State Attorney General Richard Cordray announced the agreement late Thursday, the third such settlement from the lawsuit for a total of $284.5 million.
Cordray said Friday that the Ohio share of the settlement wasn't known and would depend on how many parties join the
The agreement must be approved by a federal court in New York and the boards of the Ohio Public Employees Retirement System, the State Teachers Retirement System and the Ohio Police & Fire Pension Fund.
Greenberg was forced out of AIG after charges that the company had engaged in deceptive accounting practices surfaced.
Greenberg could not be reached for comment Friday. A message seeking comment was left for his attorney, Bertil Lundqvist, in New York.
In addition to the settlement monies, Cordray said the goal of the legal action with Ohio as the lead plaintiff was to challenge Wall Street fraud. "We think accountability is important. We think it's necessary to establish that, so going forward these kinds of things won't happen again," he said.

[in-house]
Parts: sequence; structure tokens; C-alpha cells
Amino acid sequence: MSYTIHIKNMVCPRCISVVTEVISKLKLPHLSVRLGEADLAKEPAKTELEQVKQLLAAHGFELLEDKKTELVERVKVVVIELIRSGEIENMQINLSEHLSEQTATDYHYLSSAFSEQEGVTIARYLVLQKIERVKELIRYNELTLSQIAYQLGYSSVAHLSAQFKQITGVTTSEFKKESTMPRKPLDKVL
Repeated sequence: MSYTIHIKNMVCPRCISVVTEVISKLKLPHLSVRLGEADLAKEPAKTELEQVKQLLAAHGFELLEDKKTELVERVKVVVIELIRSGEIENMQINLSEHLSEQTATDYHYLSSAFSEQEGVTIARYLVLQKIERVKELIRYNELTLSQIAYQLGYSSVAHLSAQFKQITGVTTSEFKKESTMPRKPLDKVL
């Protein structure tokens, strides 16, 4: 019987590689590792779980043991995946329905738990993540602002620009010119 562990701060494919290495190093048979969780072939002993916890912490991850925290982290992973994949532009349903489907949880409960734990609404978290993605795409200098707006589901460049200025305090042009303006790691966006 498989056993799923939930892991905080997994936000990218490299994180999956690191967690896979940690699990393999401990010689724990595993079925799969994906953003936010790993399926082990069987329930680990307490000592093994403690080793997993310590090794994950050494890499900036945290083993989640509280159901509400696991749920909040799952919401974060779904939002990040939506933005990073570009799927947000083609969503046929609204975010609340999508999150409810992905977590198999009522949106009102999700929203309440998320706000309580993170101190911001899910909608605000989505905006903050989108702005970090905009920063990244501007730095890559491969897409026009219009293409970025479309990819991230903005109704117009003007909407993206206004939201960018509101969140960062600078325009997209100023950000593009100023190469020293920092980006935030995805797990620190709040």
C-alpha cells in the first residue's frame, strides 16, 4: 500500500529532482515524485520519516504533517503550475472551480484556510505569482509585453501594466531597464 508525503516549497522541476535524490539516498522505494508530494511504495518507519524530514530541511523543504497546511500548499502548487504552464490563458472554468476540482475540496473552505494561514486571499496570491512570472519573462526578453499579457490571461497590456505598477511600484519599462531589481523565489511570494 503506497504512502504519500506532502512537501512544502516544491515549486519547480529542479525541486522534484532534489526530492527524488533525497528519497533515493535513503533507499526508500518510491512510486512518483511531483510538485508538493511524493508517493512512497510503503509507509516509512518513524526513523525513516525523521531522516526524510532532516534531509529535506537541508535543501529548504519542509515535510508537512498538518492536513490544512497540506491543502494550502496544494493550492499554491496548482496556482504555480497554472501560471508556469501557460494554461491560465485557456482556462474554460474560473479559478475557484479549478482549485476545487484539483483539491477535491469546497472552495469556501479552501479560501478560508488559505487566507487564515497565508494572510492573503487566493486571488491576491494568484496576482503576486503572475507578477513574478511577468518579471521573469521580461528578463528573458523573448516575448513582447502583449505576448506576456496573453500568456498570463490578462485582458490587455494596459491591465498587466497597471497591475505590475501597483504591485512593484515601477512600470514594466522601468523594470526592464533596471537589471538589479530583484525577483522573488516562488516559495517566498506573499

"What we do here is set precedent, so if people engage in the same kind of misconduct they will be held responsible."
The lawsuit sought damages for investors who bought AIG securities between Oct. 28, 1999, and April 1, 2005.
Last week the Securities and Exchange Commission announced that Greenberg had agreed to pay a $15 million fine to settle fraud charges tied to an accounting scandal earlier this decade at AIG that led to Greenberg's ouster in 2005. The following year, AIG paid more than $1.6 billion to settle charges of improper accounting.
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